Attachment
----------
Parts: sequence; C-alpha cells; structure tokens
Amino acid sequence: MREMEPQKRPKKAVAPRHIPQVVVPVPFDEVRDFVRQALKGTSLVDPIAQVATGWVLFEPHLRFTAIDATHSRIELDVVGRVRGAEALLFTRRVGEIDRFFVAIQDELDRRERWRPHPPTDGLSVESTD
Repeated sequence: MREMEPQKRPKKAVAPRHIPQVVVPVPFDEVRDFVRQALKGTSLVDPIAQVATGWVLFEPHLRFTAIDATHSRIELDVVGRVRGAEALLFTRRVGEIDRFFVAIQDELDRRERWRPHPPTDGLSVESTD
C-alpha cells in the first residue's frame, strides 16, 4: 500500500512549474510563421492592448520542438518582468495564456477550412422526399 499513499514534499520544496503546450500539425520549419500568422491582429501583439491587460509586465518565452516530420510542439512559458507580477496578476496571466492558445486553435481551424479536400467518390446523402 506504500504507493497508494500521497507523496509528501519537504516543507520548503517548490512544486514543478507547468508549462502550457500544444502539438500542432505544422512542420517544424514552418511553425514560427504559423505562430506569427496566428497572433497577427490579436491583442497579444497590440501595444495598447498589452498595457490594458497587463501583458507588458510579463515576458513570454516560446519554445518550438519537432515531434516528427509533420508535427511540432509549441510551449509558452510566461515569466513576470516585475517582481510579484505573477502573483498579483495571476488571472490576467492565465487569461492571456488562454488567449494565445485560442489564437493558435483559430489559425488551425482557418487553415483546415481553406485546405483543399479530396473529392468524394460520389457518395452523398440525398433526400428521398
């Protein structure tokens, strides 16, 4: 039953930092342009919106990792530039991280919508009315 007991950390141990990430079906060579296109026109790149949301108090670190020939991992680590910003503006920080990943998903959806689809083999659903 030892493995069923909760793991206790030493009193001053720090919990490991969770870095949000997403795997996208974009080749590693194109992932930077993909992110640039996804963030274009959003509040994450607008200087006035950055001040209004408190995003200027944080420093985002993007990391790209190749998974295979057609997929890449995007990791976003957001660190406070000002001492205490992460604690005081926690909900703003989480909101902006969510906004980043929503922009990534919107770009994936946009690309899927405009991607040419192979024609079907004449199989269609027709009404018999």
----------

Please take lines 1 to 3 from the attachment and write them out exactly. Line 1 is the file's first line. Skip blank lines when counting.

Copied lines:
Parts: sequence; C-alpha cells; structure tokens
Amino acid sequence: MREMEPQKRPKKAVAPRHIPQVVVPVPFDEVRDFVRQALKGTSLVDPIAQVATGWVLFEPHLRFTAIDATHSRIELDVVGRVRGAEALLFTRRVGEIDRFFVAIQDELDRRERWRPHPPTDGLSVESTD
Repeated sequence: MREMEPQKRPKKAVAPRHIPQVVVPVPFDEVRDFVRQALKGTSLVDPIAQVATGWVLFEPHLRFTAIDATHSRIELDVVGRVRGAEALLFTRRVGEIDRFFVAIQDELDRRERWRPHPPTDGLSVESTD